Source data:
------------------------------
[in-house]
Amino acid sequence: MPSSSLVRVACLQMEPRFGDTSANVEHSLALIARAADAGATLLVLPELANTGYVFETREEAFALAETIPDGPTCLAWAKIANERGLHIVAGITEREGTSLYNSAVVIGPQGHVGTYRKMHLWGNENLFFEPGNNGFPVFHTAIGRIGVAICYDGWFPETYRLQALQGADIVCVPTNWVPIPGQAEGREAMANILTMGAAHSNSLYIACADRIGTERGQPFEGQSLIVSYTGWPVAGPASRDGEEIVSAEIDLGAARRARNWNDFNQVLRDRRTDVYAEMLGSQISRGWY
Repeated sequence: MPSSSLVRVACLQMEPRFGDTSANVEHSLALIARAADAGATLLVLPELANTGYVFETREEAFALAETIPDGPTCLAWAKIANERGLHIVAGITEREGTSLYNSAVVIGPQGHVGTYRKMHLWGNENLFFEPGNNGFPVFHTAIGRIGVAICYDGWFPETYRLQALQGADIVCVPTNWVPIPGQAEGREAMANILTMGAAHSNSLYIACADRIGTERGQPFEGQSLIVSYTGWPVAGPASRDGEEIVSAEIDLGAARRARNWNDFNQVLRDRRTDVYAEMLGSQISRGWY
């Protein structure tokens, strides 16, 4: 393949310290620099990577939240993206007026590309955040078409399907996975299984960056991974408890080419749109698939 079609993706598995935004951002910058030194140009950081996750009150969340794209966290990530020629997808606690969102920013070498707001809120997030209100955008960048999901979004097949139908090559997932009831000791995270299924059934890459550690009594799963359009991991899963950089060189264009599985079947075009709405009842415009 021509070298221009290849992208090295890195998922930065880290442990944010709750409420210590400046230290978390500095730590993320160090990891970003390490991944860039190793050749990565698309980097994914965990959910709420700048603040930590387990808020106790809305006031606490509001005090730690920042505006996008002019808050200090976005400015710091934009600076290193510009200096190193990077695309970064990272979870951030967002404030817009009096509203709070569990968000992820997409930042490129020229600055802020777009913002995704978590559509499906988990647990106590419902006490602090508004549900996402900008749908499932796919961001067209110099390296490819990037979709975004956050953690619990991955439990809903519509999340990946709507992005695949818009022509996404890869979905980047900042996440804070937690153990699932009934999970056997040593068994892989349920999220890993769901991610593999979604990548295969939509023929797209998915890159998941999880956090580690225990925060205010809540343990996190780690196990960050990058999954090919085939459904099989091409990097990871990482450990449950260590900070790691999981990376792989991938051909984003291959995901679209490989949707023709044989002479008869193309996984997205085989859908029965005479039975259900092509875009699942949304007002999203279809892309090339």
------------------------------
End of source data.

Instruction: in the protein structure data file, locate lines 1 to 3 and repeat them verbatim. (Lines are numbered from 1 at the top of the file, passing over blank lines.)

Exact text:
[in-house]
Amino acid sequence: MPSSSLVRVACLQMEPRFGDTSANVEHSLALIARAADAGATLLVLPELANTGYVFETREEAFALAETIPDGPTCLAWAKIANERGLHIVAGITEREGTSLYNSAVVIGPQGHVGTYRKMHLWGNENLFFEPGNNGFPVFHTAIGRIGVAICYDGWFPETYRLQALQGADIVCVPTNWVPIPGQAEGREAMANILTMGAAHSNSLYIACADRIGTERGQPFEGQSLIVSYTGWPVAGPASRDGEEIVSAEIDLGAARRARNWNDFNQVLRDRRTDVYAEMLGSQISRGWY
Repeated sequence: MPSSSLVRVACLQMEPRFGDTSANVEHSLALIARAADAGATLLVLPELANTGYVFETREEAFALAETIPDGPTCLAWAKIANERGLHIVAGITEREGTSLYNSAVVIGPQGHVGTYRKMHLWGNENLFFEPGNNGFPVFHTAIGRIGVAICYDGWFPETYRLQALQGADIVCVPTNWVPIPGQAEGREAMANILTMGAAHSNSLYIACADRIGTERGQPFEGQSLIVSYTGWPVAGPASRDGEEIVSAEIDLGAARRARNWNDFNQVLRDRRTDVYAEMLGSQISRGWY